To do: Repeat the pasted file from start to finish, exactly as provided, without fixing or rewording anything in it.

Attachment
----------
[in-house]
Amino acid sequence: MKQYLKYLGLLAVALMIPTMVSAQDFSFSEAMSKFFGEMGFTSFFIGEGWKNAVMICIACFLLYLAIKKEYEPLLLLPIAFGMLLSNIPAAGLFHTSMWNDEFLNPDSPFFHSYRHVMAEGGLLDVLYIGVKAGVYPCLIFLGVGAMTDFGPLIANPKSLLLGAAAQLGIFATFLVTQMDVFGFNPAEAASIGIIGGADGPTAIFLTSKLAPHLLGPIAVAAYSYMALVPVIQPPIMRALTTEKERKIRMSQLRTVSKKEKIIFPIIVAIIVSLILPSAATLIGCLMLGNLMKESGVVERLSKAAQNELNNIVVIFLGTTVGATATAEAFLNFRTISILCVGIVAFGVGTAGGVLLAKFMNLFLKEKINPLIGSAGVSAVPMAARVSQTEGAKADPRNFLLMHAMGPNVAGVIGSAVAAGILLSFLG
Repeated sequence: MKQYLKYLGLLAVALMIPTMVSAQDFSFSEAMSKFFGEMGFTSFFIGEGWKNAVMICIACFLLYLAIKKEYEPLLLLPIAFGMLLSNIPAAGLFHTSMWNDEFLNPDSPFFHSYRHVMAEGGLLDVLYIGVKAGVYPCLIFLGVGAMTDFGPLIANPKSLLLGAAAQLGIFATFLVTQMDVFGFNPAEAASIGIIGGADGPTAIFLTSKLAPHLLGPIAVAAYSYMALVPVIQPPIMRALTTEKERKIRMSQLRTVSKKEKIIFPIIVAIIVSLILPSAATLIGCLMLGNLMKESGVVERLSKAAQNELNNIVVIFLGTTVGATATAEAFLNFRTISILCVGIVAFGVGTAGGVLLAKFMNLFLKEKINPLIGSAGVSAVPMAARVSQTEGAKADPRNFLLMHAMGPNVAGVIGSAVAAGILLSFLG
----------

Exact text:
[in-house]
Amino acid sequence: MKQYLKYLGLLAVALMIPTMVSAQDFSFSEAMSKFFGEMGFTSFFIGEGWKNAVMICIACFLLYLAIKKEYEPLLLLPIAFGMLLSNIPAAGLFHTSMWNDEFLNPDSPFFHSYRHVMAEGGLLDVLYIGVKAGVYPCLIFLGVGAMTDFGPLIANPKSLLLGAAAQLGIFATFLVTQMDVFGFNPAEAASIGIIGGADGPTAIFLTSKLAPHLLGPIAVAAYSYMALVPVIQPPIMRALTTEKERKIRMSQLRTVSKKEKIIFPIIVAIIVSLILPSAATLIGCLMLGNLMKESGVVERLSKAAQNELNNIVVIFLGTTVGATATAEAFLNFRTISILCVGIVAFGVGTAGGVLLAKFMNLFLKEKINPLIGSAGVSAVPMAARVSQTEGAKADPRNFLLMHAMGPNVAGVIGSAVAAGILLSFLG
Repeated sequence: MKQYLKYLGLLAVALMIPTMVSAQDFSFSEAMSKFFGEMGFTSFFIGEGWKNAVMICIACFLLYLAIKKEYEPLLLLPIAFGMLLSNIPAAGLFHTSMWNDEFLNPDSPFFHSYRHVMAEGGLLDVLYIGVKAGVYPCLIFLGVGAMTDFGPLIANPKSLLLGAAAQLGIFATFLVTQMDVFGFNPAEAASIGIIGGADGPTAIFLTSKLAPHLLGPIAVAAYSYMALVPVIQPPIMRALTTEKERKIRMSQLRTVSKKEKIIFPIIVAIIVSLILPSAATLIGCLMLGNLMKESGVVERLSKAAQNELNNIVVIFLGTTVGATATAEAFLNFRTISILCVGIVAFGVGTAGGVLLAKFMNLFLKEKINPLIGSAGVSAVPMAARVSQTEGAKADPRNFLLMHAMGPNVAGVIGSAVAAGILLSFLG